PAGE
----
After Jesus was born in Bethlehem in Judea, during the time of King Herod, Magi from the east came to Jerusalem and asked, “Where is the one who has been born king of the Jews? We saw his star when it rose and have come to worship him.”

When King Herod heard this he was disturbed, and all Jerusalem with him. When he had called together all the people’s chief priests and teachers of the law, he asked them where the Messiah was to be born. “In Bethlehem in Judea,” they replied, “for this is what the prophet has written:

“‘But you, Bethlehem, in the land of Judah, are by no means least among the rulers of Judah; for out of you will come a ruler who will shepherd my people Israel.’”

Then Herod called the Magi secretly and found out from them the exact time the star had appeared. He sent them to Bethlehem and said, “Go and search carefully for the child. As soon as you find him, report to me, so that I too may go and worship him.”

After they had heard the king, they went on their way, and the star they had seen when it rose went ahead of them until it stopped over the place where the child was. When they saw the star, they were overjoyed. On coming to the house, they saw the child with his mother Mary, and they bowed down and worshiped him. Then they opened their treasures and presented him with gifts of gold, frankincense and myrrh. And having been warned in a dream not to go back to Herod, they returned to their country by another route.  – Matthew 2:1-12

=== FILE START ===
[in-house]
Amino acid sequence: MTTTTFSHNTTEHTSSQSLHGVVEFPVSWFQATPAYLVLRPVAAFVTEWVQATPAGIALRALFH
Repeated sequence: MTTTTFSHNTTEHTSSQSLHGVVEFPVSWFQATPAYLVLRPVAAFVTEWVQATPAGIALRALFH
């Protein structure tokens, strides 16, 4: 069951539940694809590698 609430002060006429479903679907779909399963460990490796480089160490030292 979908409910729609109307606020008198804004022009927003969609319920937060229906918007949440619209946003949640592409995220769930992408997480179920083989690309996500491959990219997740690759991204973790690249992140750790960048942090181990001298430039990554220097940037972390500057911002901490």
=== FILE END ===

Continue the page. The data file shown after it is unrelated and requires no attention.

“Magi” comes from a Persian word referring to an expert in studying the stars. The Magi were worshipers of the heavens, not of Yahweh. Yet, when this star appeared, they recognized that it meant something more. They came to worship the Messiah.